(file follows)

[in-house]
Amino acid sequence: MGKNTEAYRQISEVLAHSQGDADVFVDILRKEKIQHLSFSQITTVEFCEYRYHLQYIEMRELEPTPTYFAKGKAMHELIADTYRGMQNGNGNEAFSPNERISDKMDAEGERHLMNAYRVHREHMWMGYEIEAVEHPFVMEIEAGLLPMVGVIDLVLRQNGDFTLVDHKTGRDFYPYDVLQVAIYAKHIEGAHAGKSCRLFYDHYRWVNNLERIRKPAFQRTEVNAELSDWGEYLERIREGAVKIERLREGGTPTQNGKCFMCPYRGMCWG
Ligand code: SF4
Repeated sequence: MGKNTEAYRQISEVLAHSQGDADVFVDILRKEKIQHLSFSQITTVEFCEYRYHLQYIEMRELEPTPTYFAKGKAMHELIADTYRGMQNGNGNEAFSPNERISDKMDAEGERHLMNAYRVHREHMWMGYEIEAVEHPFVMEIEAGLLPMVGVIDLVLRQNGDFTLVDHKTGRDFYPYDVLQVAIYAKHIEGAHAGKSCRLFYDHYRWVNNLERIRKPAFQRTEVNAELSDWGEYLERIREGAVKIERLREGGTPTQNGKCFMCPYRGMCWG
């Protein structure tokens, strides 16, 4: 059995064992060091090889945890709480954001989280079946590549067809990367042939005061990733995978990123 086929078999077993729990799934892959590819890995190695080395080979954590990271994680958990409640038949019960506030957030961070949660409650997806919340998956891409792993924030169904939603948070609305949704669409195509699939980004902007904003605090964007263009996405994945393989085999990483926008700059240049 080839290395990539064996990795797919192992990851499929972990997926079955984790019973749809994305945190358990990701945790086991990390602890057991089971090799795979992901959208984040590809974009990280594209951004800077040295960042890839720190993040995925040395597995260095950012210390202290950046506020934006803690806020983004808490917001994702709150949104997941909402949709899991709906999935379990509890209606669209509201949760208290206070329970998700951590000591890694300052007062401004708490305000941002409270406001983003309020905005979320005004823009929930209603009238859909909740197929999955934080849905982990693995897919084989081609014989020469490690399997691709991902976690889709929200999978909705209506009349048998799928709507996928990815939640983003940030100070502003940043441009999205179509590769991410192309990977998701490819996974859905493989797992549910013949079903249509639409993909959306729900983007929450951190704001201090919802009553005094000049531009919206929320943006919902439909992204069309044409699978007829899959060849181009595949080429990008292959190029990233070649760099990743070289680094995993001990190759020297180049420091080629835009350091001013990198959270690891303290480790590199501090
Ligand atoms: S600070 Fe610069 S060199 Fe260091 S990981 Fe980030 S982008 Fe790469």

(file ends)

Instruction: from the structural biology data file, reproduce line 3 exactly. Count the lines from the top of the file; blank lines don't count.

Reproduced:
Ligand code: SF4